Document Type : Original article


Department of Neurosurgery, Faculty of Medicine, Kirsehir Ahi Evran University, Kirsehir, Turkey


Introduction: The aim of the study was to evaluate the clinical and radiological follow-up of cases who had a history of spine trauma and were being followed up for a diagnosis of post-traumatic syringomyelia and to discuss the existing theories in the literature and the vortex effect in pathogenesis.

Methods: Records of 44 patients who had a history of high-energy spinal trauma and diagnosed post-traumatic syringomyelia after their follow-up were retrospectively evaluated. Cases were evaluated under two groups based on the type of trauma those affected by axial forces and those affected by vertical forces. Results from spinal MRI scans of the cases were recorded. Pathogenesis was aimed to be revealed by uncovering the relationship of trauma type with syringomyelia localization and size.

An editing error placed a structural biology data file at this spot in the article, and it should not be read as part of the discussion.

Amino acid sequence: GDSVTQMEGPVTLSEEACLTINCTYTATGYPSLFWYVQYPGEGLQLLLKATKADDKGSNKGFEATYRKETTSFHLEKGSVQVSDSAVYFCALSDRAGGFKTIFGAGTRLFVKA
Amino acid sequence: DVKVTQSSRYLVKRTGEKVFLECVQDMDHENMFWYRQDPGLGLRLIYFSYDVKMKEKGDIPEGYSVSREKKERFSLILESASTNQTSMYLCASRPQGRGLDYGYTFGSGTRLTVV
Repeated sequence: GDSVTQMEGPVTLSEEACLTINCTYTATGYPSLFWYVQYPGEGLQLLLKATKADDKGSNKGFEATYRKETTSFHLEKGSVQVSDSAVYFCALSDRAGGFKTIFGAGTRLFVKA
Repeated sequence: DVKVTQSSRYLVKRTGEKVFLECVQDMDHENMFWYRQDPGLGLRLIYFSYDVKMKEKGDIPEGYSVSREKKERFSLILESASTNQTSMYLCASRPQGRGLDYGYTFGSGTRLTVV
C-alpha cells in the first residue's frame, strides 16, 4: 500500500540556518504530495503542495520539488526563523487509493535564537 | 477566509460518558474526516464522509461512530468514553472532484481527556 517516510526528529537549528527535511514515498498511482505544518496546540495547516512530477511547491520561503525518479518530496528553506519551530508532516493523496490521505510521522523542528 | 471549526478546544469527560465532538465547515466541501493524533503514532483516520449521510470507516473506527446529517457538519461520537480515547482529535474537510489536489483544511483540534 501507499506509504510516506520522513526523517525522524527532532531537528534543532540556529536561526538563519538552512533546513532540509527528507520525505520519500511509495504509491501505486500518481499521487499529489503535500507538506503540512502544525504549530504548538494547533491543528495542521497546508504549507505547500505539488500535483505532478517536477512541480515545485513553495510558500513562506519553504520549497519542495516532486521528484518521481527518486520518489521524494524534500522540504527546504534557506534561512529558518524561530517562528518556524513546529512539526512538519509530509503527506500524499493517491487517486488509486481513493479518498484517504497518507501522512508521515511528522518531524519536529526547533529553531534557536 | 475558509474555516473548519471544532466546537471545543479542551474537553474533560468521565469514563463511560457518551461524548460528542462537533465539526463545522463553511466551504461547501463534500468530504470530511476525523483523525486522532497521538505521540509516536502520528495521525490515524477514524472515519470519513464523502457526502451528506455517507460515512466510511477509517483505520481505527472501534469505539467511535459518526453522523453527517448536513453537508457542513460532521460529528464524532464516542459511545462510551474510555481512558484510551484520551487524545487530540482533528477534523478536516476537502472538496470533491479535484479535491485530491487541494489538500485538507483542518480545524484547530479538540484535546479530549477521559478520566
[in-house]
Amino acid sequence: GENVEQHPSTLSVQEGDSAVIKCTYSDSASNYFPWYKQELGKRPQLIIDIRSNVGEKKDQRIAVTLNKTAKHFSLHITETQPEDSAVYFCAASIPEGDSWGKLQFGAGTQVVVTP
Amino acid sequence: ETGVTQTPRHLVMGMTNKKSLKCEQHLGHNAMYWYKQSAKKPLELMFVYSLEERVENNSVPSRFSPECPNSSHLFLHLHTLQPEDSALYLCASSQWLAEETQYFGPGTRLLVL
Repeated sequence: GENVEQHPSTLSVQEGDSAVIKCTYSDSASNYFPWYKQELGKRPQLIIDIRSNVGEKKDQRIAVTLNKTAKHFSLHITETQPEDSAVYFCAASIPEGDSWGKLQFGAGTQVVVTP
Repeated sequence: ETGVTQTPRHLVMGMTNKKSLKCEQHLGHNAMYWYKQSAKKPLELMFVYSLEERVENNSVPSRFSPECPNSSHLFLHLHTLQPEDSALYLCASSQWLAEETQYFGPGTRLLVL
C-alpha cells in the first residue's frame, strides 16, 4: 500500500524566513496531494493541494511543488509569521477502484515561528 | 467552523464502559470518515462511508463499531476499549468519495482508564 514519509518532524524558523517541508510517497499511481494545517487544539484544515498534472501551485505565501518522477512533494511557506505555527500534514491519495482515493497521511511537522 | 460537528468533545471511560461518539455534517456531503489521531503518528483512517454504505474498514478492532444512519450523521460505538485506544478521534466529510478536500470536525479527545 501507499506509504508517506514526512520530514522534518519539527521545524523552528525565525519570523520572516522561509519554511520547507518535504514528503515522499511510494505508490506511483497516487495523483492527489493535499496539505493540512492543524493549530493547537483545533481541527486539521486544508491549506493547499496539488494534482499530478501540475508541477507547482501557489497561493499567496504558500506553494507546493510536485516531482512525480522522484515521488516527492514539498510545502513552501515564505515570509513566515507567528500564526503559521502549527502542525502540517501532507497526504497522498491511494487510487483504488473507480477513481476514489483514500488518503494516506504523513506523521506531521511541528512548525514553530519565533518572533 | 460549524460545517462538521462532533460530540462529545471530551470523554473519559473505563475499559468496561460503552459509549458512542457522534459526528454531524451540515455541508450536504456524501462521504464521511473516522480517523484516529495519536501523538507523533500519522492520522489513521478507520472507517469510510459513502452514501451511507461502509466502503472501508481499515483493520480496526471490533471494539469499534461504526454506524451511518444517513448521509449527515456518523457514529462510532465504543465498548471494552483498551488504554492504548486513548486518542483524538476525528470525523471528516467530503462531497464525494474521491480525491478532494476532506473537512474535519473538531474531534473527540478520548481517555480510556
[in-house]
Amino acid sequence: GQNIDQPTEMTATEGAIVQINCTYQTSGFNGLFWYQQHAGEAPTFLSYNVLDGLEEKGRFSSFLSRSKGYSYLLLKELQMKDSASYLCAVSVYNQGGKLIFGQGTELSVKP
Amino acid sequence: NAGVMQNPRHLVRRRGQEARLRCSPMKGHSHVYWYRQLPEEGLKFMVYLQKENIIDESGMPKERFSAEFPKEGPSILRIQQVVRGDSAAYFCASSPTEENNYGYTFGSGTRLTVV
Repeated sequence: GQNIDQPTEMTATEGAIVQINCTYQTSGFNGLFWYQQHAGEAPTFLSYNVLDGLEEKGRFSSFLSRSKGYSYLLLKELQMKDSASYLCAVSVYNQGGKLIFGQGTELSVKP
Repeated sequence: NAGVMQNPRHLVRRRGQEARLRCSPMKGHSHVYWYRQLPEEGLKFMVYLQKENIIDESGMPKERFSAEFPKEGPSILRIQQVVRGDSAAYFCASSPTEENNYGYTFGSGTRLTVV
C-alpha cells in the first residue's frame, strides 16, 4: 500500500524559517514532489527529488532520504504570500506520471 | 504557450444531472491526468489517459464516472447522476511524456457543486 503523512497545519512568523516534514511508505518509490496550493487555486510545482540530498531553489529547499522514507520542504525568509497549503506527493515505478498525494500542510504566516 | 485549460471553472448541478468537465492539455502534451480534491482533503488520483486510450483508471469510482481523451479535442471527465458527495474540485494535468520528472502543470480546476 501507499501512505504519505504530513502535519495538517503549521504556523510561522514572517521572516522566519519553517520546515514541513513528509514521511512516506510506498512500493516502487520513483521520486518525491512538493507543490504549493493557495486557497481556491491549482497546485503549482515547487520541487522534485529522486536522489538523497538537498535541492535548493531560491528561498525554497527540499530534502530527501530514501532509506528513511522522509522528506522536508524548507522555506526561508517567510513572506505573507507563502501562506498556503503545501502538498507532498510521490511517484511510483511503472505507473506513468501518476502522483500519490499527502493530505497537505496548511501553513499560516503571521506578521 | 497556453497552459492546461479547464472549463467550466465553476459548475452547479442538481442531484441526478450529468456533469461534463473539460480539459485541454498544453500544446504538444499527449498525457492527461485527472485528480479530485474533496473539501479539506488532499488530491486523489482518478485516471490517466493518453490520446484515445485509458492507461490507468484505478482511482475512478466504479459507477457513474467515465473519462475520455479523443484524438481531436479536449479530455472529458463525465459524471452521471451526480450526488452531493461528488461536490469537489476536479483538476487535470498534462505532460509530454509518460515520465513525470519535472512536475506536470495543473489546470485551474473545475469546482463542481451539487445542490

Results: The mean age was 39.8; 26 cases were male, and 18 were female. 10 (58.8%) cases presented cervical, 4 (23.5%) cervicothoracic, and 3 (17.6%) thoracic syringomyelias due to axial trauma. 6 (22.2%) cases presented cervical, 4 (14.8%) cases cervicothoracic, and 17 (62.9%) thoracic syringomyelias due to vertical forces. Segmental asymmetries were frequently encountered among their neurological findings.

Conclusion: Syringomyelias appeared most frequently in the cervical and cervicothoracic junction due to the vertebral column being affected by axial forces, whereas in the case of vertical forces, it appeared most frequently in the thoracic segments. When considered along with the mechanisms of syringomyelia development, the appearance of syringomyelias can be explained by a vortex effect inside the central canal.